I was only away for a week, but the change in the garden was remarkable. The last couple of days have been very sunny, and I swear the hosta shoots were noticeably longer yesterday evening than they had been in the morning. The rocket seeds I planted before I went away have sprouted, and the peas and potatoes are showing through. I’ve spent several hours on my knees weeding, trimming and generally reacquainting myself with the world outside the window. There cannot be a more beautiful way of heralding the end of winter than blossom on fruit trees.
Back in Cologne again. My itinerary (put together by me) allowed time for an early dinner in the Funkhaus.
How spoiled I am. There is a boy of about 12 taking responsibility – linguistically and probably practically – for a bemused-looking man I assume is his father. The ticket inspector has just told them that they should not be in first class. Not surprisingly, the boy didn’t have the worldly knowledge to realise this when they boarded, so they have now headed towards second class. The linguistic helplessness of the man has made the child into the responsible person and increased the man’s passivity.
It may eventually prove to be character-forming for the child, but it looks character-deforming for his father.
I see that there is a direct train from Hamburg to Interlaken. Goodness, that must be quite a journey!
The roof tiles are not as colourful or as gleaming as I remember them . . . but I was glad of the walk there to check.
I guess anything would look dull after the Ravenna mosaics.
Just past Domodossola now
and then comes the Thuner See
Santo Stefano was an appealing little area with four churches, some dating to the eighth century. There was a slightly makeshift air to the older building – rather like Greek village churches where any bit for dressed or carved stone is re-used.
San Domenico is enormous – a much altered early Gothic church containing the saint’s relics in a grand arca, partly by Nicola Pisano. The interior is mostly boring baroque, apart from 16th-century choir stalls whose intricate intarsia work I found impressive rather than beautiful. There was also – somewhere inside, I really couldn’t remember where – St Dominic by Guido Reni. Very Mannerist.
And that was the end of Bologna. A crowded Sunday-evening train . . . and it was Milan again.
Posted in Italy
Palazzo Poggi, Sala d’Ulisse, Pellegrino Tibaldi
Palazzo Poggi is a 16th-century palazzo which has been used for centuries by the University of Bologna. The outcome is that you have elegant frescoes in rooms that once housed filing cabinets and now contain a very diverse museum. The most bizarre juxtaposition is that of anatomically correct wax models of dissected bodies (for medical instruction) in a richly decorative room. A couple of rooms still have their Renaissance ceilings . . . AND frescoes below.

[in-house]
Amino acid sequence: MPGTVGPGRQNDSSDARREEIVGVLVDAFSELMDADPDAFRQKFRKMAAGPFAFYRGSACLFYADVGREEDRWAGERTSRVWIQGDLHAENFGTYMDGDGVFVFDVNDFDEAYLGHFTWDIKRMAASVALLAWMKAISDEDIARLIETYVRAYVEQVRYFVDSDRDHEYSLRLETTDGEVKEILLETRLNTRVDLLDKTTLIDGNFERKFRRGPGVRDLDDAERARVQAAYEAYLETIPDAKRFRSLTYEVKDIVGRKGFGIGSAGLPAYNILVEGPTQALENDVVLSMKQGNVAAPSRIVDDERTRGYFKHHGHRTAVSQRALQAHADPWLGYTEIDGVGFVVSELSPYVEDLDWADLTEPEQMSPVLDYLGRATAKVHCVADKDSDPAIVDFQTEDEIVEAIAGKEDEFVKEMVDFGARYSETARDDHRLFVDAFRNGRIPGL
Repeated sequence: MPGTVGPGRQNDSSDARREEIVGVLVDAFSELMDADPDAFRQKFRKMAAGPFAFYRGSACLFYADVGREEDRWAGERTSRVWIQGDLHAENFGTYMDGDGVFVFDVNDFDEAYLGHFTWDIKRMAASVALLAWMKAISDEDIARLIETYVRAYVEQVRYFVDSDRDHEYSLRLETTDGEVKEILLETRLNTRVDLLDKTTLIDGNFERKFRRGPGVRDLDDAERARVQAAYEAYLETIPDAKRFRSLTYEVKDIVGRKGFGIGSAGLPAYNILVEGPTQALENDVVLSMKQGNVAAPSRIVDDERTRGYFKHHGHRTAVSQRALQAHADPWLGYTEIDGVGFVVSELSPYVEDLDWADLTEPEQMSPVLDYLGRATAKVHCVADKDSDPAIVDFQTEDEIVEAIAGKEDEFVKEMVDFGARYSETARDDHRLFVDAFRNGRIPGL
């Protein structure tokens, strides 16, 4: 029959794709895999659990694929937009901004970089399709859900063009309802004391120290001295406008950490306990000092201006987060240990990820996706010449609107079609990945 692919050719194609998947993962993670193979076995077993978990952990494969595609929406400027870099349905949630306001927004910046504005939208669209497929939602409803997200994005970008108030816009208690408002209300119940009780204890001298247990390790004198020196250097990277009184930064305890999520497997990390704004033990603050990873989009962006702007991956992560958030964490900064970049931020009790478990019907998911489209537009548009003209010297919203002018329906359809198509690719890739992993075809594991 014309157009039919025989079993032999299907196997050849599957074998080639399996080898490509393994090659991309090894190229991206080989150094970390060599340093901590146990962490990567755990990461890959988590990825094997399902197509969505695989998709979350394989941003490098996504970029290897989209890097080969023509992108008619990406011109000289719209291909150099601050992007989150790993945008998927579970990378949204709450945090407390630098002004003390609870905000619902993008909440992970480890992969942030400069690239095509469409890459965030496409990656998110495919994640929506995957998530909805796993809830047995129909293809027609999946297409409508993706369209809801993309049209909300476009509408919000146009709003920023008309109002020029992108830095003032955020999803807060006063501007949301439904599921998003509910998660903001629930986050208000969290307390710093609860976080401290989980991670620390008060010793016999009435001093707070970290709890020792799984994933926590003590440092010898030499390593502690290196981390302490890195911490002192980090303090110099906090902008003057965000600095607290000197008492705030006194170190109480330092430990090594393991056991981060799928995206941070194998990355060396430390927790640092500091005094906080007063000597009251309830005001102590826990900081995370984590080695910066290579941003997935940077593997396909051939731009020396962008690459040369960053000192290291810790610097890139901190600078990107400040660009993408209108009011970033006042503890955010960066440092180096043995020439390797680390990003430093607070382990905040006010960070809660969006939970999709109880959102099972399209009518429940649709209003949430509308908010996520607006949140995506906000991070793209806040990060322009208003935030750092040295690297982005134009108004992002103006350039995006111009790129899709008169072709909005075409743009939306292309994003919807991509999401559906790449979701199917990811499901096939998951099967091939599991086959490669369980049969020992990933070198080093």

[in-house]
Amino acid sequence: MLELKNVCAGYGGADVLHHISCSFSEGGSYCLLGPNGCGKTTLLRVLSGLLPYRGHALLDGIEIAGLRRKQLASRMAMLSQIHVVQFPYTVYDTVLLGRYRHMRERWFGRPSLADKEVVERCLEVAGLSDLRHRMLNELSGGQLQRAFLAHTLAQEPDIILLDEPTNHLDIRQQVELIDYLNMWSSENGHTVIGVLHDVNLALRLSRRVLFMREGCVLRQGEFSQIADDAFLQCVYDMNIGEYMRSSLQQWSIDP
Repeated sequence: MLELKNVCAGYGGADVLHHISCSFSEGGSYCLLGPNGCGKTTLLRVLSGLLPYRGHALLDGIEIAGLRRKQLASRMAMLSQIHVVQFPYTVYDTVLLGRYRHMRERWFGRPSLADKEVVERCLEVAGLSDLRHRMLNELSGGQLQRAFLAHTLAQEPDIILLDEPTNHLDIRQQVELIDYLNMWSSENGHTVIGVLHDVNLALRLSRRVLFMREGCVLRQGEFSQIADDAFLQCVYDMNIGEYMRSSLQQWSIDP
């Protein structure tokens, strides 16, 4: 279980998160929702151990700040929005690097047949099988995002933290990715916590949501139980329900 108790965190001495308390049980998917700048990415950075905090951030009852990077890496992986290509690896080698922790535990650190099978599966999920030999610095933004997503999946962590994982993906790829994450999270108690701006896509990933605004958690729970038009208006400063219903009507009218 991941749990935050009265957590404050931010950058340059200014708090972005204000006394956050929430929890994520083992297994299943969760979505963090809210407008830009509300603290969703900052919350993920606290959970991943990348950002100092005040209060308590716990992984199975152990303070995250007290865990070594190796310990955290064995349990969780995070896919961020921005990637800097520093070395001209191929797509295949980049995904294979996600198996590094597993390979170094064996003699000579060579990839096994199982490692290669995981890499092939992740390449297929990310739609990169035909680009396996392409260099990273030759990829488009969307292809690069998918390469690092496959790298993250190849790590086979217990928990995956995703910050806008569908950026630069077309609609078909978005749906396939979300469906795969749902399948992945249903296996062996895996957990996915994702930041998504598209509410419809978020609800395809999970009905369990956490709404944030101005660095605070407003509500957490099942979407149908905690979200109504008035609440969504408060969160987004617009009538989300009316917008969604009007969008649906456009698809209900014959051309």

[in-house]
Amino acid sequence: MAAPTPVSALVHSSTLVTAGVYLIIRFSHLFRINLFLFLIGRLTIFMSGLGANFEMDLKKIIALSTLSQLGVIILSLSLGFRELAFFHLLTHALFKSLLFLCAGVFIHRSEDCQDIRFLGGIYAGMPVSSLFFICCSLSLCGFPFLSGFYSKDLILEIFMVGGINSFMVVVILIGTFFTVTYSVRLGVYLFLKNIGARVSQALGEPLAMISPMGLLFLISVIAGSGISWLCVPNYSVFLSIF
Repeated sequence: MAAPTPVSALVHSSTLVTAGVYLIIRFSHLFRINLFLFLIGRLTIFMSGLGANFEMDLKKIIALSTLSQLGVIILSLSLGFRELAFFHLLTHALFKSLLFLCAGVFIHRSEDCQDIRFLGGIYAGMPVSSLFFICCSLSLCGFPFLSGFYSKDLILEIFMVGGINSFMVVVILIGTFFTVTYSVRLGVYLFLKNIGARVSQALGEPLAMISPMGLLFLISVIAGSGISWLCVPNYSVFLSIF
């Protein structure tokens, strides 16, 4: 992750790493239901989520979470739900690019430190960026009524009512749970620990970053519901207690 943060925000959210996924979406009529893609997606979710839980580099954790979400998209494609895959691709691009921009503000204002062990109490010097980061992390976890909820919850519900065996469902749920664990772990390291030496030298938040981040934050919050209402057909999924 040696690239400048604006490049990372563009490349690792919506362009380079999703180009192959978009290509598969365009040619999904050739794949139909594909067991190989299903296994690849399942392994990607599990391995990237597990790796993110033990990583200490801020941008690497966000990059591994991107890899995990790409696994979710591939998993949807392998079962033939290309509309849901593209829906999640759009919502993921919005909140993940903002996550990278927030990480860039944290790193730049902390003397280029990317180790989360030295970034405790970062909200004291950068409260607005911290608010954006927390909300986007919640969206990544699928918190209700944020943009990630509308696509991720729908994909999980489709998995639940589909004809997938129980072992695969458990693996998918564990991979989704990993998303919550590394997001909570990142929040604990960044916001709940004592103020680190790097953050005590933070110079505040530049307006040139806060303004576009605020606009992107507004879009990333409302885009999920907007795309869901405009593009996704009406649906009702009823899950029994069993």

Artist Nicolo dell’Abate
There is also a natural history section with some eye-catching exhibits. I know that giant tortoises exist, but it’s still a thrill to see the shell of one. I imagine the collection methods of the time were bloody and profligate, but I also think of the sense of wonder (and covetousness) that the sight of them must have produced in their first viewers.
Beyond San Petronio is another university building – the Archiginnasio – containing the reconstructed dissecting room (damaged in WWII). Every surface is covered with the names and coats of arms of past graduates, which is quite overwhelming.
Posted in Italy
St Apollinaris was a first-century evangelist, sent from Antioch to convert the Romans to Christianity, who became the first Bishop of Ravenna. His remains were originally in this church when Classis was a thriving port. Today the sea is some miles distant, and this big church and later campanile rest amongst pines. St Apollinaris’ bones were moved down the road to Ravenna in the church that bears his name. Unlike Nuovo, this church has kept its basilica intact – central nave, side aisles and apse – with a pitched wooden roof and rafters visible. The marble on the interior walls was stripped long ago.
The mosaic in the apse is beautiful, and its depiction of St Apollinaris and his flock looks very childlike and unsophisticated after Galla Placidia’s mausoleum: everything is arranged fairly symmetrically against a grass-green background with no overlapping figures. The figure of Christ is bearded and shown blessing the congregation/flock.
Posted in Italy